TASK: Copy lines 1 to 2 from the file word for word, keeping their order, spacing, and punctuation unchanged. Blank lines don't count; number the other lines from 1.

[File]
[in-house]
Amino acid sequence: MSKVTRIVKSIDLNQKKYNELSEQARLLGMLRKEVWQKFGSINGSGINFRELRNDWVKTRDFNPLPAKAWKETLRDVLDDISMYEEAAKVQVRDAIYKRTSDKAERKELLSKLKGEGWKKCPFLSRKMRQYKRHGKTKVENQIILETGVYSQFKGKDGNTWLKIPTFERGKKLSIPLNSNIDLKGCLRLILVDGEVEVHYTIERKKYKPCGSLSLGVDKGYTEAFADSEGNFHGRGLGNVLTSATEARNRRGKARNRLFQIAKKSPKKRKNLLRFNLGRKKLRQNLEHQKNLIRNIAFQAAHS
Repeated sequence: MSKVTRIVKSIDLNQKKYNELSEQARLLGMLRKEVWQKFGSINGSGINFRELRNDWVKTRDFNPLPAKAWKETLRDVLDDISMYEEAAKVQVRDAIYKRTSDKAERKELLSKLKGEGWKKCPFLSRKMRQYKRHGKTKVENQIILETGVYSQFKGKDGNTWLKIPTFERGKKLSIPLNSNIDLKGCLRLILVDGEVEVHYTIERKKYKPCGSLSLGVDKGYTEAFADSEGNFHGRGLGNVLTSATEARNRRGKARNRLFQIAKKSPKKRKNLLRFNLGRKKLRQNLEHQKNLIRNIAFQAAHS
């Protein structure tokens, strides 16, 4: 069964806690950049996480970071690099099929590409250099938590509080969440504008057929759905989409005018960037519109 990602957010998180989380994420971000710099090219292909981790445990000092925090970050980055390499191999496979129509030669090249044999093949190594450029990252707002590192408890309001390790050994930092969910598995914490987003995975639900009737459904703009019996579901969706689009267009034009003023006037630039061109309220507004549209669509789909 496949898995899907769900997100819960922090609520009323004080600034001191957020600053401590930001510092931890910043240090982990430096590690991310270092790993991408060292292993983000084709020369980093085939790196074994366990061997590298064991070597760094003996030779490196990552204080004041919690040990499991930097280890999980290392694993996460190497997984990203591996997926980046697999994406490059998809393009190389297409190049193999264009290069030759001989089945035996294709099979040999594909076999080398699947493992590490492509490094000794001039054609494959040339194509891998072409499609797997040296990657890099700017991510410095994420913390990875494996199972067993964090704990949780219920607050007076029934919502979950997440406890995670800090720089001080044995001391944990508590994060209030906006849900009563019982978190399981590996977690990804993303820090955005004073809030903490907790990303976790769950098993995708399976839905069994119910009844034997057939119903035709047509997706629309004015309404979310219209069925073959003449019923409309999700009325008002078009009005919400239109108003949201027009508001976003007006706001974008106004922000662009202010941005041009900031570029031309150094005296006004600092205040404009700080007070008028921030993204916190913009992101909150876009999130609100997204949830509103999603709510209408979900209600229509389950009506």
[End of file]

[in-house]
Amino acid sequence: MSKVTRIVKSIDLNQKKYNELSEQARLLGMLRKEVWQKFGSINGSGINFRELRNDWVKTRDFNPLPAKAWKETLRDVLDDISMYEEAAKVQVRDAIYKRTSDKAERKELLSKLKGEGWKKCPFLSRKMRQYKRHGKTKVENQIILETGVYSQFKGKDGNTWLKIPTFERGKKLSIPLNSNIDLKGCLRLILVDGEVEVHYTIERKKYKPCGSLSLGVDKGYTEAFADSEGNFHGRGLGNVLTSATEARNRRGKARNRLFQIAKKSPKKRKNLLRFNLGRKKLRQNLEHQKNLIRNIAFQAAHS